While Shanahan focused on penalties and turnovers that day, the Rangers were also plagued by a lack of scoring. What was so perplexing was that the goal drought was not for lack of shots, the Rangers being among the league leaders in that category all season. But after losing their last game in Carolina right after the All-Star break, Renney ran the Rangers through a grueling practice session devoted to going to the net. Since then, they have scored three or more goals in nine of their 13 games, four or more seven times, including five of their last six. The last six games are the ones in which the current lines have been together -- something else Shanahan spoke about that day, the lack of chemistry among the line combinations. The top line of Jaromir Jagr, Brandon Dubinsky, and Sean Avery added two more goals in the game, making it 11 goals and 13 assists between them in the six games. Shanahan and Chris Drury have registered points in all six games, and Scott Gomez in five of the six. With a goal and assist, Nigel Dawes has four points in his last three games and nine in his last eleven.
NHL officiating just keeps getting worse and worse. To have fingered the wrong person two different times on penalty calls is just emblematic of how carelessly this game was called. To have not called Tuomo Ruutu for his charge on Michal Rozsival, even though Ruutu committed three different infractions on the hit, defies any explanation. To have allowed Ryan Callahan to be hit from behind into the boards well after releasing the puck was dangerous enough to lead directly to a fight. To not call any of the instigation attempts against Avery that Avery wisely backed off of, and still cost Avery ten minutes from just trying to back off -- forget about suspending these guys, just fire them. Although they did get one call right -- Gomez's apparent first period goal was between Cam Ward's pads when the whistle blew, it was not a quick whistle.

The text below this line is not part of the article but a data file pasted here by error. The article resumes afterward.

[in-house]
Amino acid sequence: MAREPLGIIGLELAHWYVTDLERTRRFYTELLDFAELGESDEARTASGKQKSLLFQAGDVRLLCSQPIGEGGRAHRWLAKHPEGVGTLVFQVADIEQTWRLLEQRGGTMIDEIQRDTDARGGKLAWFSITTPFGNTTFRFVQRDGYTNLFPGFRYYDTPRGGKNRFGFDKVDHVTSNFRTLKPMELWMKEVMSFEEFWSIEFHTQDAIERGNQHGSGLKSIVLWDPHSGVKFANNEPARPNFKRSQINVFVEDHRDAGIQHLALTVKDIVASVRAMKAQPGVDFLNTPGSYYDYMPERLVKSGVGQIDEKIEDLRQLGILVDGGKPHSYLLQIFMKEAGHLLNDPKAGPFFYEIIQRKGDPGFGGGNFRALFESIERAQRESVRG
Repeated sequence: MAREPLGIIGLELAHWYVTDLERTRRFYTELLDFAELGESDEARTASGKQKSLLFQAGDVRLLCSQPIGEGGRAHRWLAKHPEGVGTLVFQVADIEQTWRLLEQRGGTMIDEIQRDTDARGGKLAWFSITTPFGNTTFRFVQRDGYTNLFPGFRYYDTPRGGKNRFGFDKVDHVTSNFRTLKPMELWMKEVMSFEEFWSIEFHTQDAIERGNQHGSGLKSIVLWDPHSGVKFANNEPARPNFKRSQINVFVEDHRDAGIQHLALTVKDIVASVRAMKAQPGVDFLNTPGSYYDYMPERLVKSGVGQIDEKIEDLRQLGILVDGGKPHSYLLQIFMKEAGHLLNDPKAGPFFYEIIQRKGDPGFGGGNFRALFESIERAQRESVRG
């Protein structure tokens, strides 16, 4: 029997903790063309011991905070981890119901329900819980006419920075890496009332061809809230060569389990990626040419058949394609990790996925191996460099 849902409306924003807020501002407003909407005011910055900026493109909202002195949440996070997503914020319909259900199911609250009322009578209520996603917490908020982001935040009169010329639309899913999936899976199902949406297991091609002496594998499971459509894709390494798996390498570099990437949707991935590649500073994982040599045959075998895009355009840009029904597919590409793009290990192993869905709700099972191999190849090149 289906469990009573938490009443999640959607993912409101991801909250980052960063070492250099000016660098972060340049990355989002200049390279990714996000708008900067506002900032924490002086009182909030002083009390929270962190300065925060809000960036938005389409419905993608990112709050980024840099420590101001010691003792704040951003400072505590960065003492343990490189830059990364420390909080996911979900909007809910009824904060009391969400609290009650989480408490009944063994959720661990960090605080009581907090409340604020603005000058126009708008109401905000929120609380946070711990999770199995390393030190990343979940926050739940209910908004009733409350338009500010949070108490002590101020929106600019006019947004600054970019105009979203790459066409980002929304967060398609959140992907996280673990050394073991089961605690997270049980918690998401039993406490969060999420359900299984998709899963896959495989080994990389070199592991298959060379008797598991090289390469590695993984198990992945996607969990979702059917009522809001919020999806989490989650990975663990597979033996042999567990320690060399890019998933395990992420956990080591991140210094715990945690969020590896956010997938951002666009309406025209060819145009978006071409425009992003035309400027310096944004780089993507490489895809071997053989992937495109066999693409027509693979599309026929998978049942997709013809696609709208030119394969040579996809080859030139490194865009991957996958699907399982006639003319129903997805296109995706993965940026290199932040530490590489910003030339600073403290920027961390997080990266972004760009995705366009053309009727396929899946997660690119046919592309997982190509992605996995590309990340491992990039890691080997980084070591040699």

Game reports, with lots of levity in the Rangers' postgame dressing room -- Daily News, Newsday, Post, Raleigh News & Observer, AP, and NYR.com, with more from Blueshirts Blog on Jagr's new sticks and Yahoo! Sports with team notes. NHL.com looks at the three young Rangers on D. The Post previews the upcoming home and home series with the Islanders. Stan Fischler at MSG.com believes the Rangers can win the conference. Also at MSG.com, Kenny Albert looks at the Rangers' trade deadline acquisitions. Bruce Berlet at the Courant writes about Ranger management's faith in the future that has graduated from Hartford and still lies there. Howlings previews the Pack's upcoming three-game weekend. Tommy Pyatt scored in his first game in Charlotte and Chris Holt pitched a shutout as the Checkers won big. The Pack reassigned Bruce Graham to the Checkers. Prospect Park has the lowdown on some of the prospects lower down the food chain.